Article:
Sep 5, 2017
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Hi there. New member, long time observer. I' m an FMG thinking on embarking on the usmle journey. Before investing in the massive amounts of time, effort, and money needed for american residency, I would please like two questions answered.

1. I graduated in 2014, had a travelling gap year, and after that two years of clinical work in my country (and am still working as a doctor). If I start studying now, and if all goes well, I should be able to apply at the 2018 sept. matching programs, and therefore would be 4 years away from graduation, with one of those years unaccounted for. I have read elsewhere that this is a red flag, or even a no-no for most programs. Could you please verify/refute this?

2. I have read and heard about the good things in us residency, and the highest standard of education. Could you please school me on the negative side of the us system?
And I am not talking about exhausting work hours etc, which some people find conducive to learning and so are not objectively bad. I speak of the objectively bad stuff, e.g. careless prescription of opioids, that has turned many Americans to addicts. I think one should be informed about the good and the bad before making such a big step.

Thanks in advance.
 

hamstergang

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1. I graduated in 2014, had a travelling gap year, and after that two years of clinical work in my country (and am still working as a doctor). If I start studying now, and if all goes well, I should be able to apply at the 2018 sept. matching programs, and therefore would be 4 years away from graduation, with one of those years unaccounted for. I have read elsewhere that this is a red flag, or even a no-no for most programs. Could you please verify/refute this?
Your year wouldn't be unaccounted for; you'd be traveling for a year. If you couldn't explain what you were doing for that year people would worry you maybe were in prison or rehab.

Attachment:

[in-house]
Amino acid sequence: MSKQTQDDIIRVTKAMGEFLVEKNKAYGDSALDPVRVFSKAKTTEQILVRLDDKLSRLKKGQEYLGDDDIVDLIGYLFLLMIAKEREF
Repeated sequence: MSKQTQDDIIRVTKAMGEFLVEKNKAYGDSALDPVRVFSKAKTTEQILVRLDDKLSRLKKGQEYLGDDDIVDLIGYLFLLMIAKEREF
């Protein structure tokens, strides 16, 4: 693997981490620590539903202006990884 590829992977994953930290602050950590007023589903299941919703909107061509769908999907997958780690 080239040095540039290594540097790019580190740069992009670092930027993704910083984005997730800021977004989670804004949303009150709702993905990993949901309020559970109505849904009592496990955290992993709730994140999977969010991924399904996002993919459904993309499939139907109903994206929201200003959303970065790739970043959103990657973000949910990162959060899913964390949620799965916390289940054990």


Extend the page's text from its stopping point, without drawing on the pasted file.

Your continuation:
The other worry is that spending time in non-clinical activities will lead to atrophy of clinical skills. But since your most recent years were spent working as a doctor, you're fine.

I speak of the objectively bad stuff, e.g. careless prescription of opioids, that has turned many Americans to addicts. I think one should be informed about the good and the bad before making such a big step.
I'm not sure I get the relevance of this. Why would other doctors in this country prescribing too many opioids have a negative impact on your training?
 
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bashwell

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Hi there. New member, long time observer. I' m an FMG thinking on embarking on the usmle journey. Before investing in the massive amounts of time, effort, and money needed for american residency, I would please like two questions answered.

1. I graduated in 2014, had a travelling gap year, and after that two years of clinical work in my country (and am still working as a doctor). If I start studying now, and if all goes well, I should be able to apply at the 2018 sept. matching programs, and therefore would be 4 years away from graduation, with one of those years unaccounted for. I have read elsewhere that this is a red flag, or even a no-no for most programs. Could you please verify/refute this?

2. I have read and heard about the good things in us residency, and the highest standard of education. Could you please school me on the negative side of the us system?
And I am not talking about exhausting work hours etc, which some people find conducive to learning and so are not objectively bad. I speak of the objectively bad stuff, e.g. careless prescription of opioids, that has turned many Americans to addicts. I think one should be informed about the good and the bad before making such a big step.

Thanks in advance.
1) Yes, some or many programs explicitly state they will not accept applications from people who have graduated from med school > x years ago. I've seen x = 3, 5, perhaps other values. Anyway, it just depends on the program.

That said, if you've been doing something clinical, then maybe some programs would be willing to take that into consideration. However, that will likely depend on the rest of your application (e.g., which country you did your medical education and/or training in, USMLE Step 1/2 scores, your visa status).

And you will still likely need some USCE as well as strong LORs from US physicians. Since you've already graduated, you could look into observerships, but many programs won't consider observerships as USCE. Otherwise, I'm not sure what other options you have? Perhaps externships through certain companies where you pay for the experience? However, some US residency programs won't look at this favorably either (e.g., I've heard some say that you're essentially "buying" a good LOR).

2) Do your own research on this. Don't ask others to do your research for you. It would take a book length treatment to talk about the US healthcare system including the "good" and the "bad." Either that or ask a more focused question.
 
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PlutoBoy

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Hi there. New member, long time observer. I' m an FMG thinking on embarking on the usmle journey. Before investing in the massive amounts of time, effort, and money needed for american residency, I would please like two questions answered.